Cassava (Manihot esculenta Crantz) is a tropical crop grown for its starchy thickened roots, mainly by peasant farmers, in the tropics, for whom it is a staple food. There is an increasing demand for the use of cassava in processed food and feed products, and in the paper and textile industries amongst others. This thesis describes research on the cloning of the genes encoding ADP-glucose pyrophosphorylase small and large subunits (AGPase B and S, respectively) and granule bound starch synthase II (GBSSII). These genes and their products were extensively characterised to determine their role in starch biosynthesis in cassava. Functional verification of the genes was carried out by transforming potato and cassava followed by analysis of the starch produced by the transgenic plants.

    In Chapter 1 cassava production in the world in general and in Zimbabwe in particular is examined against the backdrop of new cloning and transformation strategies to improve starch quality and quantity. The development of cassava cultivars whose starches have novel physico-chemical properties by genetic modification of the process of starch biosynthesis is examined therein. The main criteria for these new cultivars to emerge are set forth as being: the availability of cloned and characterised starch biosynthesis genes, a universally applicable transformation and regeneration procedure for cassava, transfer to appropriate cassava cultivars, and biosafety analysis of transgenic cassava plants before disbursement to farmers.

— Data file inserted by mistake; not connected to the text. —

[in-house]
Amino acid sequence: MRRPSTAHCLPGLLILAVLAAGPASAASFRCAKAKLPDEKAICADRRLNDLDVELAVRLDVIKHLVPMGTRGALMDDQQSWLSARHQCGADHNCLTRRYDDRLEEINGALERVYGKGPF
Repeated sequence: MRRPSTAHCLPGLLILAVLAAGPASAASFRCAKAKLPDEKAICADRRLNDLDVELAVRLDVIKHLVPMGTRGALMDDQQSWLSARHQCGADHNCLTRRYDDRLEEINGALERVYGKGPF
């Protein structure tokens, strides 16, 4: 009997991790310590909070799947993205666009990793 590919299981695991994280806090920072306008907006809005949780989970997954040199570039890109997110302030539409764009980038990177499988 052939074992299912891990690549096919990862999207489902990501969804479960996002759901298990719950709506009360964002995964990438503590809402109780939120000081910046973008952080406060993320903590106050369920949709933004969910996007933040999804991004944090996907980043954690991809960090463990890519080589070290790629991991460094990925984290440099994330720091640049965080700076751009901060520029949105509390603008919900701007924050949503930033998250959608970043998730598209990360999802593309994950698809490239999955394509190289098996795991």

The cloning of the cassava starch biosynthesis genes encoding granule bound starch synthase II (GBSSII) and the large and small subunits of ADP-glucose pyrophosphorylase (AGPase) is described in Chapters 2 and 3. The cloning of GBSSII reveals that there is indeed a second isoform of this enzyme in cassava as in other plants species. While sharing very little amino acid sequence homology with cassava GBSSI the GBSSII isophorm shares high amino acid sequence homology to other GBSSII genes from pea and potato. Cassava GBSSII seems to be more important in leaf tissue where it is more highly expressed than in tuber tissue where GBSSI predominates. Mapping of GBSSII revealed that this is a single copy gene located on the male derived linkage group T of the cassava mapping population.

    Cloning of the cassava genes coding for the small (B) and large subunit (S) of AGPase revealed interesting aspects about the cassava enzyme. The cassava AGPase is likely to be heterotetrameric in constitution as had been found in other plant species. Comparison of the cassava AGPase sequences with those of already cloned AGPases revealed that AGPase B is more similar to small subunit genes from other plants than to cassava AGPase S coding for the large subunit (Chapter 3). Segregation analysis of a cassava mapping population revealed that AGPase S is a single copy gene that is localised on the female derived linkage group E of the cassava genetic map. Both genes are expressed in all cassava tissues but AGPase B was shown to have a higher steady state mRNA level than AGPase S especially in leaf and tuber tissue. Post-transcriptional control of small subunit polypeptide levels could be inferred from the discrepancy between AGPase B mRNA and polypeptide levels. The AGPase enzyme activity was much higher in young cassava leaves than older leaves and tubers. Cassava leaf AGPase activity was increased 3 fold by the addition of 3-PGA (3-phospho-glycerate) and inhibited by up to 90% in the presence of inorganic phosphate (Pi). The tuber enzyme was relatively unaffected by 3PGA, but was highly inhibited by Pi.